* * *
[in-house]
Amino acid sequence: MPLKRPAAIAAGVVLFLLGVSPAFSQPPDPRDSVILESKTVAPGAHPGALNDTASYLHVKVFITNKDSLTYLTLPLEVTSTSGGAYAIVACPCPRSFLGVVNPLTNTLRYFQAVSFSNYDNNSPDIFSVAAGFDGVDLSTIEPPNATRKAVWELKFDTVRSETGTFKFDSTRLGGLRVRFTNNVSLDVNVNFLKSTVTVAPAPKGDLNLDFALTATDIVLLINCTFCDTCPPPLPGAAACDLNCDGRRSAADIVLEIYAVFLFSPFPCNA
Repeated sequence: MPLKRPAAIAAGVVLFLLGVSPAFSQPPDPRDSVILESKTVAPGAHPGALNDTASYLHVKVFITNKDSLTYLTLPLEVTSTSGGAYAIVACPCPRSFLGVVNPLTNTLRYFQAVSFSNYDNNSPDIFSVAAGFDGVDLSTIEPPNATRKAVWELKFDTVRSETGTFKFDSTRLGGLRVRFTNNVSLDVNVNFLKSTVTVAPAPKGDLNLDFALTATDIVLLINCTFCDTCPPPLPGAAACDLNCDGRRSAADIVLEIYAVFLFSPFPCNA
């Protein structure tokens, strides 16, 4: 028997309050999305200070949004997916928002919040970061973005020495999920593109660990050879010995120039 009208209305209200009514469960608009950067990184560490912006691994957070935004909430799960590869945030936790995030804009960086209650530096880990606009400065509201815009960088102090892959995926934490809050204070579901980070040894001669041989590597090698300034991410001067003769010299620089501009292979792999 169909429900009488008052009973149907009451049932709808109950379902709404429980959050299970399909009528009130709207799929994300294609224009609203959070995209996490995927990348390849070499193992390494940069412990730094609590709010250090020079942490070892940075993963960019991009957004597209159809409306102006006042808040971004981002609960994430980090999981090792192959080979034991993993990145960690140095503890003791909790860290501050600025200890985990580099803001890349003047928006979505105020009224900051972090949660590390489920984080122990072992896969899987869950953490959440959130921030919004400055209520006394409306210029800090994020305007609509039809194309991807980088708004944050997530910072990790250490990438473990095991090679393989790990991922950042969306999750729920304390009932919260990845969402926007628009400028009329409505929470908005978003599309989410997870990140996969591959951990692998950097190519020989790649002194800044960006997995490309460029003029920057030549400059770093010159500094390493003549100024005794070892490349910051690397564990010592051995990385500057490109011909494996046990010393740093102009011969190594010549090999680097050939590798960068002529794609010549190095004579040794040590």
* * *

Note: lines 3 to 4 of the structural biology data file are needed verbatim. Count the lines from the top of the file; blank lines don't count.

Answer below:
Repeated sequence: MPLKRPAAIAAGVVLFLLGVSPAFSQPPDPRDSVILESKTVAPGAHPGALNDTASYLHVKVFITNKDSLTYLTLPLEVTSTSGGAYAIVACPCPRSFLGVVNPLTNTLRYFQAVSFSNYDNNSPDIFSVAAGFDGVDLSTIEPPNATRKAVWELKFDTVRSETGTFKFDSTRLGGLRVRFTNNVSLDVNVNFLKSTVTVAPAPKGDLNLDFALTATDIVLLINCTFCDTCPPPLPGAAACDLNCDGRRSAADIVLEIYAVFLFSPFPCNA
């Protein structure tokens, strides 16, 4: 028997309050999305200070949004997916928002919040970061973005020495999920593109660990050879010995120039 009208209305209200009514469960608009950067990184560490912006691994957070935004909430799960590869945030936790995030804009960086209650530096880990606009400065509201815009960088102090892959995926934490809050204070579901980070040894001669041989590597090698300034991410001067003769010299620089501009292979792999 169909429900009488008052009973149907009451049932709808109950379902709404429980959050299970399909009528009130709207799929994300294609224009609203959070995209996490995927990348390849070499193992390494940069412990730094609590709010250090020079942490070892940075993963960019991009957004597209159809409306102006006042808040971004981002609960994430980090999981090792192959080979034991993993990145960690140095503890003791909790860290501050600025200890985990580099803001890349003047928006979505105020009224900051972090949660590390489920984080122990072992896969899987869950953490959440959130921030919004400055209520006394409306210029800090994020305007609509039809194309991807980088708004944050997530910072990790250490990438473990095991090679393989790990991922950042969306999750729920304390009932919260990845969402926007628009400028009329409505929470908005978003599309989410997870990140996969591959951990692998950097190519020989790649002194800044960006997995490309460029003029920057030549400059770093010159500094390493003549100024005794070892490349910051690397564990010592051995990385500057490109011909494996046990010393740093102009011969190594010549090999680097050939590798960068002529794609010549190095004579040794040590």